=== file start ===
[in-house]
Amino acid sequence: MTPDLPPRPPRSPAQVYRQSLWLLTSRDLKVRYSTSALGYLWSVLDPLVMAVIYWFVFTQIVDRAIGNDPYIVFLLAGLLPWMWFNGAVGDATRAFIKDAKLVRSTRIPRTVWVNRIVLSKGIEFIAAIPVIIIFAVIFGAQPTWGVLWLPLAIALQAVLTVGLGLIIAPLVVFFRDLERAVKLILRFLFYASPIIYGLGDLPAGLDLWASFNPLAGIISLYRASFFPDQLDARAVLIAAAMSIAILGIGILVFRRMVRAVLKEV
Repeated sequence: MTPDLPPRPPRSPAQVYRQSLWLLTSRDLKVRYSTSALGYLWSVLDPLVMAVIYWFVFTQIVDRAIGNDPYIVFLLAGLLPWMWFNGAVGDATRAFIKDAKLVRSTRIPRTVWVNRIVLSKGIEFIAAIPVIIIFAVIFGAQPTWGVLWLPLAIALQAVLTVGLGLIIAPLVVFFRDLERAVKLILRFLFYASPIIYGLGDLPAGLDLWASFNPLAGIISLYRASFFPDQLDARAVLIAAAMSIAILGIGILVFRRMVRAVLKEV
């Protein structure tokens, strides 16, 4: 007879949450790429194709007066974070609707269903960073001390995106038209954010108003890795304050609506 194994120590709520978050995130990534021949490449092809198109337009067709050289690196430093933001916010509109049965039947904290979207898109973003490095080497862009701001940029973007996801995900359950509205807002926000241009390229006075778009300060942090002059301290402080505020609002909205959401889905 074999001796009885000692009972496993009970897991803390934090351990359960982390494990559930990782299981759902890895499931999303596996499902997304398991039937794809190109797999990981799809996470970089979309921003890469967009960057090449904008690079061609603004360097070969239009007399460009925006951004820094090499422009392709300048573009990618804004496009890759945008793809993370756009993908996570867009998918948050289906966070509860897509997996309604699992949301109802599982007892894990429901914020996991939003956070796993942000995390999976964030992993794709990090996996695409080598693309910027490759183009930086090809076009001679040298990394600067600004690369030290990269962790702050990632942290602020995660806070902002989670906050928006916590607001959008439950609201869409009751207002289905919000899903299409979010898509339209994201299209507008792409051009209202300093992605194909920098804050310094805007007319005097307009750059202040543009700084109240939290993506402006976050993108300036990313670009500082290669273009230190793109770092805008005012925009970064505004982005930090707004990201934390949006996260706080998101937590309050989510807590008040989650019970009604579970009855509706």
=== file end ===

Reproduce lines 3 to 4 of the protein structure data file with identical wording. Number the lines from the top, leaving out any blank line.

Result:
Repeated sequence: MTPDLPPRPPRSPAQVYRQSLWLLTSRDLKVRYSTSALGYLWSVLDPLVMAVIYWFVFTQIVDRAIGNDPYIVFLLAGLLPWMWFNGAVGDATRAFIKDAKLVRSTRIPRTVWVNRIVLSKGIEFIAAIPVIIIFAVIFGAQPTWGVLWLPLAIALQAVLTVGLGLIIAPLVVFFRDLERAVKLILRFLFYASPIIYGLGDLPAGLDLWASFNPLAGIISLYRASFFPDQLDARAVLIAAAMSIAILGIGILVFRRMVRAVLKEV
């Protein structure tokens, strides 16, 4: 007879949450790429194709007066974070609707269903960073001390995106038209954010108003890795304050609506 194994120590709520978050995130990534021949490449092809198109337009067709050289690196430093933001916010509109049965039947904290979207898109973003490095080497862009701001940029973007996801995900359950509205807002926000241009390229006075778009300060942090002059301290402080505020609002909205959401889905 074999001796009885000692009972496993009970897991803390934090351990359960982390494990559930990782299981759902890895499931999303596996499902997304398991039937794809190109797999990981799809996470970089979309921003890469967009960057090449904008690079061609603004360097070969239009007399460009925006951004820094090499422009392709300048573009990618804004496009890759945008793809993370756009993908996570867009998918948050289906966070509860897509997996309604699992949301109802599982007892894990429901914020996991939003956070796993942000995390999976964030992993794709990090996996695409080598693309910027490759183009930086090809076009001679040298990394600067600004690369030290990269962790702050990632942290602020995660806070902002989670906050928006916590607001959008439950609201869409009751207002289905919000899903299409979010898509339209994201299209507008792409051009209202300093992605194909920098804050310094805007007319005097307009750059202040543009700084109240939290993506402006976050993108300036990313670009500082290669273009230190793109770092805008005012925009970064505004982005930090707004990201934390949006996260706080998101937590309050989510807590008040989650019970009604579970009855509706």